Supermarkets sweep up in morning trading

In mid-morning trading the FTSE 100 is up 27 points at 6390, as supermarkets are being snapped up. 

Woman in supermarket
Source: Bloomberg

In London, the supermarkets are showing the rest of the market how it’s done. October has been a terrible month for equities, but now that the dust has settled traders are rummaging around for bargains and supermarkets are at the top of traders shopping lists. 

The banks are back in investors' bad books, after updates from Standard Chartered and Lloyds spooked traders. Shares in Standard Chartered dipped below the £10 mark for the first time in five years after the bank issued its second profit-warning in four months; the emerging markets-focused bank had to shut branches during the Hong Kong protests, while tougher regulation in South Korea and now slower growth in China all played a factor in the decline in profits. Lloyds' 35% increase in nine-month underlying profit wasn’t enough to impress traders. The announcement of 9000 job losses and branch closures over the next three years is a step in the right direction, but dealers are demanding the reinstatement of the dividend.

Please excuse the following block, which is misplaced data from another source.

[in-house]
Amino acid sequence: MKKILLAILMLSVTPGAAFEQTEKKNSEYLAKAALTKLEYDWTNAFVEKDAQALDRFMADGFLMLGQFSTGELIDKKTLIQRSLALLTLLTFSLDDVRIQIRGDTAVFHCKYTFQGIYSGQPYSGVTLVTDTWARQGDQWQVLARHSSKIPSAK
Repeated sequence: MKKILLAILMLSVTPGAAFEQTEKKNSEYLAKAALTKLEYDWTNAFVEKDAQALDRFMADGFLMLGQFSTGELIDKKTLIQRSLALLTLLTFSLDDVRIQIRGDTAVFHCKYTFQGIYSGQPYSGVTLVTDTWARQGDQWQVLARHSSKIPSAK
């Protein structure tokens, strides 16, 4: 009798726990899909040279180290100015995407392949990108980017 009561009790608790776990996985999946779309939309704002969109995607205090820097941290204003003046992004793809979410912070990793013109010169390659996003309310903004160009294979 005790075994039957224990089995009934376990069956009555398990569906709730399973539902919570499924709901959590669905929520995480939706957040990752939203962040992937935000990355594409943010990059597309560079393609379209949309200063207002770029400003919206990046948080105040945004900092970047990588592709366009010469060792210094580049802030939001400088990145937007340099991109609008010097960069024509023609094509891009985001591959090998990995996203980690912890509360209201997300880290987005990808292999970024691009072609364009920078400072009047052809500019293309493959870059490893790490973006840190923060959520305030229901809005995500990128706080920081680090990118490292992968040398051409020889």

BP managed to beat estimates but third-quarter profits declined on the year as the sanctions on Russia hit profits at Rosneft. 

In the US, we are expecting the Dow Jones to open 88 points higher at 16,905. Twitter’s share price is down 11% as last night’s third-quarter figures highlighted a slowdown in user interaction. Pfizer is marginally higher in the pre-market as traders await its quarterly numbers at lunchtime. The US drug-maker is unlikely to keep pursuing AstraZeneca

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